Videos of women eating live CRABS seasoned with spices and alcohol divide opinions on TikTok
- Social media users are divided over videos showing people eating live crabs
- Many deem the practice ‘cruel’ as they watch crabs crawl to escape from bowls
- However some said the practice is accepted in regions of South Korea and China
Social media users have been left divided over videos showing people eating live crabs.
The clips, which have been shared on platforms including TikTok and Instagram, have led to some people accusing the diners of ‘animal cruelty’.
However others have stepped up to defend the practice, noting it is ‘part of culture’ in certain parts of countries including South Korea and China.
#ofwhongkong🇵🇭🇭🇰 #eating live crab craving
Social media users have been left divided over videos showing people eating live crabs. Pictured, a grab from one of the clips shared on TikTok
Two clips posted online show women sitting in front of a bowl full of live crabs. They pour spices and alcohol over the dish to season, then eat the crabs whole.
The videos have horrified some viewers, with some saying that it is cruel and could lead to health troubles.
One posted: ‘This is how you get a parasite’. Another wrote: ‘Why wouldn’t you cook them?’
However another woman stepped in, saying: ‘This is the sort of thing that my Korean church was divided on.
A woman was seen eating live crabs, crunching them in half in an ASMR video on TikTok. Such videos have proved divisive, with some claiming it is ‘animal cruelty’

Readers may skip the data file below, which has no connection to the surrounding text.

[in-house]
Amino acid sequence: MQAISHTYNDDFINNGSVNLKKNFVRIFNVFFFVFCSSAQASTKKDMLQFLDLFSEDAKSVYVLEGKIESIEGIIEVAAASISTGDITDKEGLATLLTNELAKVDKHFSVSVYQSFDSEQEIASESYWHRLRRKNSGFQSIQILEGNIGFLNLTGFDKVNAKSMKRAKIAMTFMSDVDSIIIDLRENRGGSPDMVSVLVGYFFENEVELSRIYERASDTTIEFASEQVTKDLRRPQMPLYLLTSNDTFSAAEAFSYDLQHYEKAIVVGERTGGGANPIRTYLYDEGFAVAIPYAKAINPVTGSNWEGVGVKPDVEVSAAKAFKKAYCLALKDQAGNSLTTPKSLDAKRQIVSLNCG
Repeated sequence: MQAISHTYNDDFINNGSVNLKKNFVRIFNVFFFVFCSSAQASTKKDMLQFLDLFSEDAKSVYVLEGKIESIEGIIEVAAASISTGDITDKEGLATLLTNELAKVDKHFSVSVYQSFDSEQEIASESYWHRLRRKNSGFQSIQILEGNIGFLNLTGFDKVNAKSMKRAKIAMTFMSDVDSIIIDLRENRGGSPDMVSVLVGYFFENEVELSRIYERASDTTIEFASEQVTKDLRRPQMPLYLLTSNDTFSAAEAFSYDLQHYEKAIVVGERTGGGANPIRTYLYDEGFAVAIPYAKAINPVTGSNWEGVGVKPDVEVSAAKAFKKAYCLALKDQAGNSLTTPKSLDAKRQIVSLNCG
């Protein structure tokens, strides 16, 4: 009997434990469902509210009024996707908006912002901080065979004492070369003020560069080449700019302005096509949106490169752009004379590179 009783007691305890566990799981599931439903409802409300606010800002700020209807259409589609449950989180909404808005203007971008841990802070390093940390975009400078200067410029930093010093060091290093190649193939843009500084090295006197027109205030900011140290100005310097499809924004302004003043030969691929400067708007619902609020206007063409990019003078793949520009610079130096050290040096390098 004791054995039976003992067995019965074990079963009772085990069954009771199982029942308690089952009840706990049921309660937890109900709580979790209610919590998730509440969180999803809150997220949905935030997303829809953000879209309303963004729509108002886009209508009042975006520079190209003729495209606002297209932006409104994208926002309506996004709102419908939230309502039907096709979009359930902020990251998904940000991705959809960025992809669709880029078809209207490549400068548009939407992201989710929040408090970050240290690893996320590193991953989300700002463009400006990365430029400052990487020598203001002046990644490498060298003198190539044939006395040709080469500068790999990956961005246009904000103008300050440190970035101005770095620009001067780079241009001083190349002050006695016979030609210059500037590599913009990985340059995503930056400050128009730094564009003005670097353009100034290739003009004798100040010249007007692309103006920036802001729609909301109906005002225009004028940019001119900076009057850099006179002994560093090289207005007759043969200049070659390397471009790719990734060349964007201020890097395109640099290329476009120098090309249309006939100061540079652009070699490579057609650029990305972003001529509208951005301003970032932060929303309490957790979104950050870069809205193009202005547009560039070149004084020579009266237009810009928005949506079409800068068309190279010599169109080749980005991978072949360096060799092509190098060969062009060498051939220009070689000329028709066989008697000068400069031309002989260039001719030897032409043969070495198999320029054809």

The clips, which have been shared on platforms including TikTok and Instagram, have led to some people accusing the diners of ‘animal cruelty’
‘My mother said it wasn’t common and that this would happen in small villages, we used to see an old man doing it – but my mother was against it and said that it was cruel.’
Another wrote: ‘It’s part of their culture don’t hate.’
Others rushed to clarify that it is not a widespread practice, in response to some of the racist comments being posted.
One wrote: ‘I have eaten live seafood in Asia, certainly in mainland china but it is NOT widespread, this isn’t a common thing.’
Some viewers were fascinated by the idea, with one asking: ‘Can someone tell me if it’s safe to eat that because I want to try it.’
However others have stepped up to defend the practice, noting it is ‘part of culture’ in certain parts of countries including South Korea and China
The practice of eating live seafood is nothing new, as delicacies like drunken shrimp- where live prawns are marinated in sauce, beer and then devoured, have been enjoyed in coastal regions of Asia for decades.
There are risks surrounding eating raw seafood such as catching tapeworms and other pathogens that cause a severe impact to human health.
Debates around the sentience of sea creatures have come to a head in recent years, with the UK declaring several sea creatures sentient.
An amendment to Animal Welfare (Sentience) Bill following LSE report on decapod and cephalopod sentience last year said: ‘Crabs, octopus and lobsters to be recognized as sentient beings in government policy decision making.’
The move followed the findings of a government-commissioned independent review by the London School of Economics and Political Science (LSE) which concluded there is strong scientific evidence decapod crustaceans and cephalopod molluscs have thought and feelings.
Similar doctrines state that octopus must be killed humanely in the EU since 2016.
In 2013, The Atlantic reported that live crab vending machines were found in Hangzhou China.
Mr. Liu, the vending machine’s owner, said: ‘Crab shops like ours, they generally close at night.But what are people to do at night when their stomach starts to feel empty and they want to chow down on a hairy crab and knock back some booze?’
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